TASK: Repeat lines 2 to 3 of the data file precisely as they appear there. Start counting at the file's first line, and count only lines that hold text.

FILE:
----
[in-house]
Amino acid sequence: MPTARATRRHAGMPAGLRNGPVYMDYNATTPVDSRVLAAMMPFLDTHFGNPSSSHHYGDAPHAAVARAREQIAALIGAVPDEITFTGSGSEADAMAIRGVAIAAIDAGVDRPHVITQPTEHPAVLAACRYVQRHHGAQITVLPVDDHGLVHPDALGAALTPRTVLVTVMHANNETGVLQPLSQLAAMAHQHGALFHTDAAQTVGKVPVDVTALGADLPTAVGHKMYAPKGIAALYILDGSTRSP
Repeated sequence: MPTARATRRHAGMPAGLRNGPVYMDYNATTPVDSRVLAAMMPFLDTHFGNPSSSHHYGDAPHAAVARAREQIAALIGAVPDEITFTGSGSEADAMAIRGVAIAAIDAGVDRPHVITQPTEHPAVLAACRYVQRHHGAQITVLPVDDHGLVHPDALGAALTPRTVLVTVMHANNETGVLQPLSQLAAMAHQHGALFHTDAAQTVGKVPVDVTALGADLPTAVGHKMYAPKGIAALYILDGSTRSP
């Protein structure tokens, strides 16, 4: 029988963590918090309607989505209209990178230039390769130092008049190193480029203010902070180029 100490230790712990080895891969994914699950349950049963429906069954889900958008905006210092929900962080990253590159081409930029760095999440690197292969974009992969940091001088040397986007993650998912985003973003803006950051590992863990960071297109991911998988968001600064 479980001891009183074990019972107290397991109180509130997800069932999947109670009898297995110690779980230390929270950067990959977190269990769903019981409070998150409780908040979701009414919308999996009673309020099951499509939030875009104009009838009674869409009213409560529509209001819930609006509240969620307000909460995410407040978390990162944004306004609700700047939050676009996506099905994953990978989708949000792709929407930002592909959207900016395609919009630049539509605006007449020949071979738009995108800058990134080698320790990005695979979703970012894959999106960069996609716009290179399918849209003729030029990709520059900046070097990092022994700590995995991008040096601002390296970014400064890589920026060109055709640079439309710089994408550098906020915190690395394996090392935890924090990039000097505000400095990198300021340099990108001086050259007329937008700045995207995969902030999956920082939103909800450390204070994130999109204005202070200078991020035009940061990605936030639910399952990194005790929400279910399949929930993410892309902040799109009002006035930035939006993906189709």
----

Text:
Amino acid sequence: MPTARATRRHAGMPAGLRNGPVYMDYNATTPVDSRVLAAMMPFLDTHFGNPSSSHHYGDAPHAAVARAREQIAALIGAVPDEITFTGSGSEADAMAIRGVAIAAIDAGVDRPHVITQPTEHPAVLAACRYVQRHHGAQITVLPVDDHGLVHPDALGAALTPRTVLVTVMHANNETGVLQPLSQLAAMAHQHGALFHTDAAQTVGKVPVDVTALGADLPTAVGHKMYAPKGIAALYILDGSTRSP
Repeated sequence: MPTARATRRHAGMPAGLRNGPVYMDYNATTPVDSRVLAAMMPFLDTHFGNPSSSHHYGDAPHAAVARAREQIAALIGAVPDEITFTGSGSEADAMAIRGVAIAAIDAGVDRPHVITQPTEHPAVLAACRYVQRHHGAQITVLPVDDHGLVHPDALGAALTPRTVLVTVMHANNETGVLQPLSQLAAMAHQHGALFHTDAAQTVGKVPVDVTALGADLPTAVGHKMYAPKGIAALYILDGSTRSP